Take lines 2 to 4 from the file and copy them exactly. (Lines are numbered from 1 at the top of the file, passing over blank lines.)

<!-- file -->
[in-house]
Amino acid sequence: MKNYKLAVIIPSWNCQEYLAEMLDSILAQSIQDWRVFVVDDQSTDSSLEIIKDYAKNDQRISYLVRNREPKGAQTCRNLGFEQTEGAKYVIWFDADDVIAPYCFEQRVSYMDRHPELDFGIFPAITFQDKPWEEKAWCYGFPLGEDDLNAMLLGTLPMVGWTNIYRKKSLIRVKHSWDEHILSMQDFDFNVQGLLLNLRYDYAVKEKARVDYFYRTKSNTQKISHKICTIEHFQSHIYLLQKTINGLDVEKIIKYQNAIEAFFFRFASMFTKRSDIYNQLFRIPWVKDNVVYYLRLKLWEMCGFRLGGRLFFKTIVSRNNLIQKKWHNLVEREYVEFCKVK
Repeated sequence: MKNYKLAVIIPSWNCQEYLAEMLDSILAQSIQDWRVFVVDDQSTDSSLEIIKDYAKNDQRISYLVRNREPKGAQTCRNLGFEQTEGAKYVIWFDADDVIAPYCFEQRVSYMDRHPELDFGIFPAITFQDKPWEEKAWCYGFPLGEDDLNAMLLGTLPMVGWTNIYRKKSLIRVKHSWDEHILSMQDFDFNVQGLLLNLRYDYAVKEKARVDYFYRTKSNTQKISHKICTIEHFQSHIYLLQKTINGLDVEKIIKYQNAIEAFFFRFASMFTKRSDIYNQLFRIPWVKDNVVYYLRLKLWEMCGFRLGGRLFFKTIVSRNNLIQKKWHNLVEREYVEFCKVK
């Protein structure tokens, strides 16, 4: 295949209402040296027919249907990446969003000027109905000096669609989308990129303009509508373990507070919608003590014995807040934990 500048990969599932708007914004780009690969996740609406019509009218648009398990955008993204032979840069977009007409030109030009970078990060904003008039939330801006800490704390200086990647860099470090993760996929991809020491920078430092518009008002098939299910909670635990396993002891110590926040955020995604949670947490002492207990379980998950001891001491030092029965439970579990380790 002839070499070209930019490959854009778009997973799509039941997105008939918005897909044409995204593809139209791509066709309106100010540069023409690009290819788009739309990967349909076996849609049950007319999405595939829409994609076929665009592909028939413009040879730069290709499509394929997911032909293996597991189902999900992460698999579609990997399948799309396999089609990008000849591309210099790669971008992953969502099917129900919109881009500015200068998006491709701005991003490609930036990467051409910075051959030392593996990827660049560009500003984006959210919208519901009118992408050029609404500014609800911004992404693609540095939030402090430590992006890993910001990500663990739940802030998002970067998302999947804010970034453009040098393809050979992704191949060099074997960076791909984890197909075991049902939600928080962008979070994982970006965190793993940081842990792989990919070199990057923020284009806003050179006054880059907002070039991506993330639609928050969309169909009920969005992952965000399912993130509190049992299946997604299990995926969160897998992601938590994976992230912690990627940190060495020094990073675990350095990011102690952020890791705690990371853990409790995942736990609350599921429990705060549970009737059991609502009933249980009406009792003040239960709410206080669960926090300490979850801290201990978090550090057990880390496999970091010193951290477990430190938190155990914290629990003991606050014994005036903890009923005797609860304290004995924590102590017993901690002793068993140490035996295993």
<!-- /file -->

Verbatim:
Amino acid sequence: MKNYKLAVIIPSWNCQEYLAEMLDSILAQSIQDWRVFVVDDQSTDSSLEIIKDYAKNDQRISYLVRNREPKGAQTCRNLGFEQTEGAKYVIWFDADDVIAPYCFEQRVSYMDRHPELDFGIFPAITFQDKPWEEKAWCYGFPLGEDDLNAMLLGTLPMVGWTNIYRKKSLIRVKHSWDEHILSMQDFDFNVQGLLLNLRYDYAVKEKARVDYFYRTKSNTQKISHKICTIEHFQSHIYLLQKTINGLDVEKIIKYQNAIEAFFFRFASMFTKRSDIYNQLFRIPWVKDNVVYYLRLKLWEMCGFRLGGRLFFKTIVSRNNLIQKKWHNLVEREYVEFCKVK
Repeated sequence: MKNYKLAVIIPSWNCQEYLAEMLDSILAQSIQDWRVFVVDDQSTDSSLEIIKDYAKNDQRISYLVRNREPKGAQTCRNLGFEQTEGAKYVIWFDADDVIAPYCFEQRVSYMDRHPELDFGIFPAITFQDKPWEEKAWCYGFPLGEDDLNAMLLGTLPMVGWTNIYRKKSLIRVKHSWDEHILSMQDFDFNVQGLLLNLRYDYAVKEKARVDYFYRTKSNTQKISHKICTIEHFQSHIYLLQKTINGLDVEKIIKYQNAIEAFFFRFASMFTKRSDIYNQLFRIPWVKDNVVYYLRLKLWEMCGFRLGGRLFFKTIVSRNNLIQKKWHNLVEREYVEFCKVK
């Protein structure tokens, strides 16, 4: 295949209402040296027919249907990446969003000027109905000096669609989308990129303009509508373990507070919608003590014995807040934990 500048990969599932708007914004780009690969996740609406019509009218648009398990955008993204032979840069977009007409030109030009970078990060904003008039939330801006800490704390200086990647860099470090993760996929991809020491920078430092518009008002098939299910909670635990396993002891110590926040955020995604949670947490002492207990379980998950001891001491030092029965439970579990380790 002839070499070209930019490959854009778009997973799509039941997105008939918005897909044409995204593809139209791509066709309106100010540069023409690009290819788009739309990967349909076996849609049950007319999405595939829409994609076929665009592909028939413009040879730069290709499509394929997911032909293996597991189902999900992460698999579609990997399948799309396999089609990008000849591309210099790669971008992953969502099917129900919109881009500015200068998006491709701005991003490609930036990467051409910075051959030392593996990827660049560009500003984006959210919208519901009118992408050029609404500014609800911004992404693609540095939030402090430590992006890993910001990500663990739940802030998002970067998302999947804010970034453009040098393809050979992704191949060099074997960076791909984890197909075991049902939600928080962008979070994982970006965190793993940081842990792989990919070199990057923020284009806003050179006054880059907002070039991506993330639609928050969309169909009920969005992952965000399912993130509190049992299946997604299990995926969160897998992601938590994976992230912690990627940190060495020094990073675990350095990011102690952020890791705690990371853990409790995942736990609350599921429990705060549970009737059991609502009933249980009406009792003040239960709410206080669960926090300490979850801290201990978090550090057990880390496999970091010193951290477990430190938190155990914290629990003991606050014994005036903890009923005797609860304290004995924590102590017993901690002793068993140490035996295993």